A new study published in the October issue of the Journal of Nutrition reports that the moderate consumption of the Spanish sparkling wine has potential health benefits. Cava is normally produced using a variety of Spanish grapes, and sometimes with Chardonnay. In comparison to spirits, in this case gin, when consumed in moderation, cava was shown to reduce the levels of substances in the body known to cause the buildup of arterial plaque, which may lead to arterial disease.
"Both cava and gin showed anti-inflammatory properties," wrote the scientists. "However, cava had a greater protective effect."
The study, conducted at the Departments of Internal Medicine and Nutrition and Food Science at the University of Barcelona, echoes previous research that found that drinking red wine reduced the inflammatory markers that predict atherosclerosis, more so than gin. In that study, the researchers attributed red wine's naturally high polyphenol content with providing an additional protection from arterial disease, in addition to its ethanol content. Polyphenols are plant-based compounds that serve as antioxidants in the body, which have been shown to help prevent the onset of some diseases. Gin, which is rich in ethanol but low in polyphenols, provided the basis for comparison. "However, no studies to our knowledge have evaluated the anti-inflammatory effects of alcoholic beverages with medium-level polyphenol content, such as cava," wrote the authors of the study.
Atherosclerosis is a chronic disease characterized by the constant inflammation of the arterial walls. The ailment is considered a precursor to more serious circulatory conditions and can be diagnosed by measuring the levels of inflammatory markers in the blood. Previous research has shown that light to moderate alcohol consumption may help elderly people reduce their risk of atherosclerosis and reduce overall inflammation in their blood vessels. Other studies have linked alcohol consumption to overall artery health.
For the study, the scientists recruited 20 men, aged 25 to 50, who worked at the university and reported drinking between one and two alcoholic drinks daily for the previous five years. The men had no history of heart conditions, such as hypertension, or other ailments, such as type-2 diabetes. The men were also nonsmokers. In the two-week run up to the study, the men were asked to stop drinking alcohol and instructed not to eat polyphenol-rich foods, such as chocolate, olive oil, oranges and spinach, to name a few. They were also not allowed to drink polyphenol-rich beverages, such as tea or tomato juice.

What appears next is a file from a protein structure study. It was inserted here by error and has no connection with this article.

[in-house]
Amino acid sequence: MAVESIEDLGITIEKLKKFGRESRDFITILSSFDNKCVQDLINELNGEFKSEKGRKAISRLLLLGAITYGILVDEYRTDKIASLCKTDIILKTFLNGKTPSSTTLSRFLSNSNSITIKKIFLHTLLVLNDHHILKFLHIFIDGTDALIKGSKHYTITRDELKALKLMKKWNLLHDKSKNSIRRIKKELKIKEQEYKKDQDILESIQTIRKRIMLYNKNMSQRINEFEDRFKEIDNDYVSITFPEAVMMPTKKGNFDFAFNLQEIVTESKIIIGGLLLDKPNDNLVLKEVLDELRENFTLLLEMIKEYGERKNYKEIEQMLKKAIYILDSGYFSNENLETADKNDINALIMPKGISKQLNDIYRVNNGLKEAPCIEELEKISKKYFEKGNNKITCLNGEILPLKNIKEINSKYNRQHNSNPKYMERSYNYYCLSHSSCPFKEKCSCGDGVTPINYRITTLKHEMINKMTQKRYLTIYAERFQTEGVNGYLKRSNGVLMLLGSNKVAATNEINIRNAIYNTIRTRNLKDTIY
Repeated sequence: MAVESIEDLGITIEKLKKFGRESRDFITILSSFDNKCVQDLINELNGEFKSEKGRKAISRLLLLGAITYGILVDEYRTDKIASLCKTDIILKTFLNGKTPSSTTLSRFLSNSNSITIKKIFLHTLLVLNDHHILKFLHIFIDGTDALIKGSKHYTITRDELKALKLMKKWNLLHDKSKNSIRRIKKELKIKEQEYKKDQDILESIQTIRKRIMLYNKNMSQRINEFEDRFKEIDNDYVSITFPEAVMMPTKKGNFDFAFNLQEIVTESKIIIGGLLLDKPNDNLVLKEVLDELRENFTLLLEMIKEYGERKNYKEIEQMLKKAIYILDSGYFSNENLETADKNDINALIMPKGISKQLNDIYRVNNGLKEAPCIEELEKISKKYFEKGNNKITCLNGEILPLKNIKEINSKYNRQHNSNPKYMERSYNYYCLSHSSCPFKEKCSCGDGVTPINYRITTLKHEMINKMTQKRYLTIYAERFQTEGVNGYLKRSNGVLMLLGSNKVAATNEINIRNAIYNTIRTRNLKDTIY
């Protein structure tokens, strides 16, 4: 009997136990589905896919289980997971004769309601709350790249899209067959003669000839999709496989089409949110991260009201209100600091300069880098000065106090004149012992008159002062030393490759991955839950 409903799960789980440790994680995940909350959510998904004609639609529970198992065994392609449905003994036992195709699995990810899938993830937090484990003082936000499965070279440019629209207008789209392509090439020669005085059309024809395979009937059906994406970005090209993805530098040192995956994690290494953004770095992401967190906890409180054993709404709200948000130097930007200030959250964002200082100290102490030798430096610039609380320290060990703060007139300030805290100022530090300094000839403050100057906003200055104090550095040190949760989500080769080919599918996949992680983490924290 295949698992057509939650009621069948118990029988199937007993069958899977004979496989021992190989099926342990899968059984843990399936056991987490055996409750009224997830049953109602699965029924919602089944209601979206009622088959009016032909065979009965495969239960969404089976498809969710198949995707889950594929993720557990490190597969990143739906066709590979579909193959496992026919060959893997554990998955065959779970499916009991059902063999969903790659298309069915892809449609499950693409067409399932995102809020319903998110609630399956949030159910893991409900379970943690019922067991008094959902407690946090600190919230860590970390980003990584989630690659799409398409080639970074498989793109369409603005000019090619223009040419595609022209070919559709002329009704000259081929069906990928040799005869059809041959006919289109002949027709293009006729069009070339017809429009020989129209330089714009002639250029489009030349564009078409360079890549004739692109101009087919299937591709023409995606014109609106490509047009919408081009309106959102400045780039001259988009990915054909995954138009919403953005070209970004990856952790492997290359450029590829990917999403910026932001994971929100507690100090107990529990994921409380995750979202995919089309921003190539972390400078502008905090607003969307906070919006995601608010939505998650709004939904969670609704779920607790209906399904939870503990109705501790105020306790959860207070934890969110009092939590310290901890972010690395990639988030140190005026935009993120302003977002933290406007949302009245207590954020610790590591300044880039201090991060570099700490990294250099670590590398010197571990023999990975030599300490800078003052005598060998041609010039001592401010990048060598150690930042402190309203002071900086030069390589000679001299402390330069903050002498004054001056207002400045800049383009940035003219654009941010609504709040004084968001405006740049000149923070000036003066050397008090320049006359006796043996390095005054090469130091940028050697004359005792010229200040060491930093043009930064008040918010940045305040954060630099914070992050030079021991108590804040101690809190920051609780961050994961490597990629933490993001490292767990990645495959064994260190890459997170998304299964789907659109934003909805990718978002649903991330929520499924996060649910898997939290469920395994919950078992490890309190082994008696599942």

Blood and urine samples were repeatedly taken from the men, starting during the two-week washout session in the beginning of the study, when they drank no alcohol whatsoever. For one week, 10 of the subjects initially drank 0.3 liters of cava per day, while the other 10 drank 0.1 liters of gin per day (roughly equivalent to two 4- to 5-ounce glasses of table wine). For the following week, halfway through the study, the men switched beverages.
The scientists found that when the men were consuming cava, their levels of inflammatory markers were at levels that were 11 to 27 percent lower than during the washout period, when the men abstained. On the other hand, gin drinkers showed levels of inflammatory markers at 13 to 18 percent lower levels. This led the researchers to conclude that "the effects of Cava on inflammatory markers of atherosclerosis were significantly greater than those of gin."
The researchers added that the moderate consumption of cava may well be effective against atherosclerosis while in its early stages, when compared to gin. But they stopped short of recommending one change his or her drinking habits based on the findings, as "the mechanisms by which moderate alcohol consumption may prevent atherosclerosis are not completely known."
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